Top seed Novak Djokovic blamed the mandatory 14-day quarantine for injuries at the Australian Open on Tuesday and demanded a better solution for the tennis season, suggesting NBA-style “bubbles”. The eight-time winner is one of several players battling injury at the year’s first Grand Slam, where more than 1,000 competitors and officials had to quarantine on arrival in Australia. Djokovic is carrying an abdominal problem as is Italy’s Matteo Berrettini, who was unable to play his fourth-round match on Monday.
Grigor Dimitrov suffered back spasms during his quarter-final defeat by Aslan Karatsev, and 20-time Grand Slam winner Rafael Nadal also has a back problem.
Djokovic suffered his injury in his third-round win over Taylor Fritz, and said it was the worst he had had to deal with at a Grand Slam.
“What we are seeing is not normal. It’s not something we are used to,” Djokovic said, after beating Alexander Zverev in four sets to reach the semi-finals.
“Obviously it has something to do with these kind of circumstances that we were in. I mean, coming into a Grand Slam and a tournament before the Grand Slam right after 14 days’, 15 days’ quarantine,” he added.
The 33-year-old world number one said players were unhappy at the prospect of further quarantines this year, and said the ATP player council was discussing the problem with managers of the men’s tour.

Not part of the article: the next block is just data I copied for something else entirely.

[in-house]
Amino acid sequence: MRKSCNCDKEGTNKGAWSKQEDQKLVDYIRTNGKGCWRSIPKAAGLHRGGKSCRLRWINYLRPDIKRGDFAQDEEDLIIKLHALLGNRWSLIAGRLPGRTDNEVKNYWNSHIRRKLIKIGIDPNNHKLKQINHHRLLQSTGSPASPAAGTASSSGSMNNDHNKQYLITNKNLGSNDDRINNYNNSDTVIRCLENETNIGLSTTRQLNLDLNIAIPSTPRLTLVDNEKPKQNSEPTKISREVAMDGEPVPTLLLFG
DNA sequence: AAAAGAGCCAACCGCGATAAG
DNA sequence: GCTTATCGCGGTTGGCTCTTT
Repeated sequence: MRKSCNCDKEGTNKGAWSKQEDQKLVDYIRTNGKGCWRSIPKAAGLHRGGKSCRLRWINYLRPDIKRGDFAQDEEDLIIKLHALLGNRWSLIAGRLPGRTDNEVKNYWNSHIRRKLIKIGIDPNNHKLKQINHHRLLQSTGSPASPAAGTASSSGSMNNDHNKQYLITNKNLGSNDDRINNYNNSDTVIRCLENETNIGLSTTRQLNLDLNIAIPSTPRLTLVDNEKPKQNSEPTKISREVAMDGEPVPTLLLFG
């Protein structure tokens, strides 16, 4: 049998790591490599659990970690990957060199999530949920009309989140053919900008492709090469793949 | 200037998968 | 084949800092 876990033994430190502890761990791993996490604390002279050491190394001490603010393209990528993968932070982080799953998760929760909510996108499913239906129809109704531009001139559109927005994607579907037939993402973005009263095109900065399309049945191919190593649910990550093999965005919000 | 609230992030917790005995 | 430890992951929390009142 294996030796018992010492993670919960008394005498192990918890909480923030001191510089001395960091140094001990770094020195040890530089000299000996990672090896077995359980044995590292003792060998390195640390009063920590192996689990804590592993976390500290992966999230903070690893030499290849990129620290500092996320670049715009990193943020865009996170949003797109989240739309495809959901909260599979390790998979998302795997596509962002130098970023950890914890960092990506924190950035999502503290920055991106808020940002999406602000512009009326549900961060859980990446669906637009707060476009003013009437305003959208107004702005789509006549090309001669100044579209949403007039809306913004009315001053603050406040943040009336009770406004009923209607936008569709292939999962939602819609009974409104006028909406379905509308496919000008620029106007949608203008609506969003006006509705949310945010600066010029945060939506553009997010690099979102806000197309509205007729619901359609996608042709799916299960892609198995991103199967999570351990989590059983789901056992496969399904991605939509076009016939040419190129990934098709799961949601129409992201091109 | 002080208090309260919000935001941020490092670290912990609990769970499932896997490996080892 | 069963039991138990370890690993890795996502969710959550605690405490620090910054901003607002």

The coronavirus pandemic wiped out five months of last season and remains a major problem this year in a globe-trotting sport that relies on ease of international travel.
Even after their quarantine, the Australian Open players are now back in a biosecure “bubble” and fans are barred after the state of Victoria went into a snap five-day lockdown to curb a new outbreak.
‘Cannot have a travelling circuit’
“Talking to a lot of players, a majority of the players just don’t want to go ahead with the season if we are going to have to quarantine most of the tournaments,” Djokovic said.
“I’m waiting for some answers,” he added.
“I want to understand how our continuation of the season post-Australia is going to look like, because this definitely is not good for players in terms of their well-being.”
The Serb said one idea under discussion was playing several tournaments at the same venue, much like the NBA basketball’s “bubble” solution to complete the season last year at Disney World in Florida.
“We have to find a way, whether it’s something like an NBA bubble, because I heard some players talk about that, and I don’t mind to discuss about that kind of idea,” Djokovic said.
“Select one place and we play all the tournaments on that surface and that place. You know, three, four weeks in, three, four, two, three weeks’ rest, then back again. Something like that. I don’t know.
“But we just have to discuss options, because I don’t know honestly if this is going to work.”
Germany’s Zverev also said “we can’t have a travelling circuit right now” and backed the idea of playing multiple tournaments in one venue.
“I think what the ATP should do and should look into is maybe having a venue like here and play multiple weeks at one place,” said the world number seven.
“Multiple tournaments, multiple weeks. Because at the end of the day in Europe right now we can’t have spectators anyways, so what difference does it really make where we play the tournament?”
“We simply cannot have a travelling circuit with how things are going,” Zverev added.
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